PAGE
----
Budget bills matter. They can be sold as one thing, only to fund another. So much for transparency. This past year’s budget bill, SB 826, was no different and included a motor vehicle registration fee increase of $10 (see MOORLACH UPDATE — 2016-17 Budget Bill — June 15, 2016 june 15, 2016 john moorlach). I voted against the bill.
Was the fee increase needed to fix potholes? Perhaps. Will it actually be used to fill potholes? No. It will fund the California Highway Patrol’s ever growing pension liability. And we can thank SB 400 (1999) for getting California into this fine financial mess. Bloomberg News provides the story below, with excellent graphs. Newsmax Finance picked it up and included an excellent graphic worth passing along.
SB 400 created the now infamous “3% @ 50” retirement formula, retroactive to the date of hire. For a primer, I would recommend that you read the LA Times/CalMatters/Capital Public Radio pension series opener at http://www.latimes.com/projects/la-me-pension-crisis-davis-deal/.
Since the CHP Department was the first agency to implement this 50 percent increase in retirement benefits (from “2% @ 50” to “3% @ 50”), it would only make sense that their plan would be the worst funded.
Let me try an illustration. When you take a fully funded plan (comprised of two 50 percent blocks) and increase the benefits by 50 percent, you now have a two-thirds funded plan.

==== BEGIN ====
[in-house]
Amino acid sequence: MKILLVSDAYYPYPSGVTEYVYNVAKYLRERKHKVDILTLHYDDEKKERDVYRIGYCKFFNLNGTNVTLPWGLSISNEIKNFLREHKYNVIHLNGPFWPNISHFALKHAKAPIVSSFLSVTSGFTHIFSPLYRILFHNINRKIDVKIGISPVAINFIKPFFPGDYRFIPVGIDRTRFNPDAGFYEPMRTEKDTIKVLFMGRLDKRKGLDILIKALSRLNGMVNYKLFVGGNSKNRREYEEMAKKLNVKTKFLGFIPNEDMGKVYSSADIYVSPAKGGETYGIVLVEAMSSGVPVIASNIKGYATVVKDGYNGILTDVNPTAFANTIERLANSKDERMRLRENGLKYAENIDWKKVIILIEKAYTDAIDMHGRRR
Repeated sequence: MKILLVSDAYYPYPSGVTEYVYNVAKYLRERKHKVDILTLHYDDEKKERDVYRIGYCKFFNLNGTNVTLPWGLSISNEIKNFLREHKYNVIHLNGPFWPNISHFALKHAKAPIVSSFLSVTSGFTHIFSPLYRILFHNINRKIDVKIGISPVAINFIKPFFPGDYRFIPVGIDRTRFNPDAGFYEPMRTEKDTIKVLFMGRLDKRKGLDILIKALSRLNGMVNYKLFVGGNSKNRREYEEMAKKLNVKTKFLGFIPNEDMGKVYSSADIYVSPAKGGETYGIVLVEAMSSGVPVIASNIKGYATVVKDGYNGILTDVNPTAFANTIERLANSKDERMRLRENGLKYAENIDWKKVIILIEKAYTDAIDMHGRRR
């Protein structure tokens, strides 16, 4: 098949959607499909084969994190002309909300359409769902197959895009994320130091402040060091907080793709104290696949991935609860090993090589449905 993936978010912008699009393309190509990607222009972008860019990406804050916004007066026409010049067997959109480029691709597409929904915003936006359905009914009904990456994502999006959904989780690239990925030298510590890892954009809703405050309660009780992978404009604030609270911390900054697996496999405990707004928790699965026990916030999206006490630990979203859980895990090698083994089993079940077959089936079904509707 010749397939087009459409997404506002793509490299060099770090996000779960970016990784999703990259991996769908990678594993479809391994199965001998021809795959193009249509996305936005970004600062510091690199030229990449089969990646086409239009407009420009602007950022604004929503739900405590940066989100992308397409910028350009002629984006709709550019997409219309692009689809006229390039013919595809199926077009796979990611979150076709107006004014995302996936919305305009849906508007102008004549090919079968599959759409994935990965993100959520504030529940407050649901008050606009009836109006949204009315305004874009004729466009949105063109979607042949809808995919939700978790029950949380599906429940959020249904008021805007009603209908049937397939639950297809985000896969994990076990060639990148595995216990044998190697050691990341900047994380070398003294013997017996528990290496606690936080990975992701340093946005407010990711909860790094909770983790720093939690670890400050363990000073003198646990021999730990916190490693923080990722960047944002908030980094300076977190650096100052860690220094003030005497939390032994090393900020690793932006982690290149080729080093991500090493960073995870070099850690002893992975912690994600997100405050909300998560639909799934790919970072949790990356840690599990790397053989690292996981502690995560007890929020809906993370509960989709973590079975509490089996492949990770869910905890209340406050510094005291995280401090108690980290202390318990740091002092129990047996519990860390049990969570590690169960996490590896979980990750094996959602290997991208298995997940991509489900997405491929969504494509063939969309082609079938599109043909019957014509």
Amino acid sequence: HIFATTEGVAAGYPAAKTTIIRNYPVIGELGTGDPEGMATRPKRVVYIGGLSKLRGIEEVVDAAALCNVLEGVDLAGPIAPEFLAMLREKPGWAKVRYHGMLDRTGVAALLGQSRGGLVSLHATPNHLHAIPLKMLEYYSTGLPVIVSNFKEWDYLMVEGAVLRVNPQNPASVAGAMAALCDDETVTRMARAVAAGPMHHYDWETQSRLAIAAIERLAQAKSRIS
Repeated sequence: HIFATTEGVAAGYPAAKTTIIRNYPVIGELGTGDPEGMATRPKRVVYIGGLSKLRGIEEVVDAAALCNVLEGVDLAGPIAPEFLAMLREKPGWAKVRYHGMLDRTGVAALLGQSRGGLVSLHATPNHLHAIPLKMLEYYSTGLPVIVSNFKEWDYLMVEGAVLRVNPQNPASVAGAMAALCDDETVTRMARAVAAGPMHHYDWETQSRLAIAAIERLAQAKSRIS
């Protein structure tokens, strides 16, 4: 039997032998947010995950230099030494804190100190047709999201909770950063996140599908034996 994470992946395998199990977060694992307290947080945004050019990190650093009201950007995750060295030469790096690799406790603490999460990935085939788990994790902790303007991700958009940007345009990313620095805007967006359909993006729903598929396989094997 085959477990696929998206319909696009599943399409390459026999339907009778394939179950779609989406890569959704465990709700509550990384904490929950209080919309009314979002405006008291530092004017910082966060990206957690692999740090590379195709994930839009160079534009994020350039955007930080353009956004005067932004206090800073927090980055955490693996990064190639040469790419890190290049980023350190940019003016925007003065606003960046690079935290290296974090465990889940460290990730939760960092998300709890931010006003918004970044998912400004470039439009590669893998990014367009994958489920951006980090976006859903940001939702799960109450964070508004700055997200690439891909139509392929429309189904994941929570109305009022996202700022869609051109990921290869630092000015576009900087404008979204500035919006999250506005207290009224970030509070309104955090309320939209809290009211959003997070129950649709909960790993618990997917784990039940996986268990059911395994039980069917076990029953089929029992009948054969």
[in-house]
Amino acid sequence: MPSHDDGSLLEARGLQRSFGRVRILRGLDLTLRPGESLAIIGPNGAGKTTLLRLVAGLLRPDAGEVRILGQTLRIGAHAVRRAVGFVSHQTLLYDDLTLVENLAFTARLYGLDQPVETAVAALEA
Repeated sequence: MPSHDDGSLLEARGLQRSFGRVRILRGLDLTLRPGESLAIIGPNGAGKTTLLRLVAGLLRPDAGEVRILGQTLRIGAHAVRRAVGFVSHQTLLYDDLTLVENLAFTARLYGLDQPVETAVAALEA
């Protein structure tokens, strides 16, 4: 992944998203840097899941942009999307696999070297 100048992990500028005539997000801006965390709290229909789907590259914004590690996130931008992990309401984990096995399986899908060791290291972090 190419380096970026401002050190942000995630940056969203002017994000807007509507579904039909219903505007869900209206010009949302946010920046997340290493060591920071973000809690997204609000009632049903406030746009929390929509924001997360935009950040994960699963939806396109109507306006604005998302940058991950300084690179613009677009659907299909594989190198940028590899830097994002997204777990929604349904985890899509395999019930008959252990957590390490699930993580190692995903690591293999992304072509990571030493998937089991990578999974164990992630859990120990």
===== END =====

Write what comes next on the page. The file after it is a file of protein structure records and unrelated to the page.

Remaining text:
The taxpayers already paid for blocks 1 and 2. Now they need to pay for block number 3. That’s what a fifty percent retroactive increase will do. And is why the Public Employee Pension Reform Act (PEPRA) no longer allows retroactive increases.
Regretfully, the public employee unions will demand that this formula stay in place because the successful candidates, that they funded, voted for this benefit increase. And, a promise is a promise. Don’t blame the unions, blame those that they funded and placed into elected office.
This nonsense must be addressed. That is why this coming year, I will be continuing the process of recommending the reforms that Governor Brown started a few years back, by introducing a package of bills that will finish the job he started. We’re referring to it as PEPRA II.
However, starting this April, plan to make another $10 gift to Sacramento for the privilege of driving. Thanks for being in the gift giving mood. Thank the majority party, and its major funders, for the privilege of giving more. Merry Christmas.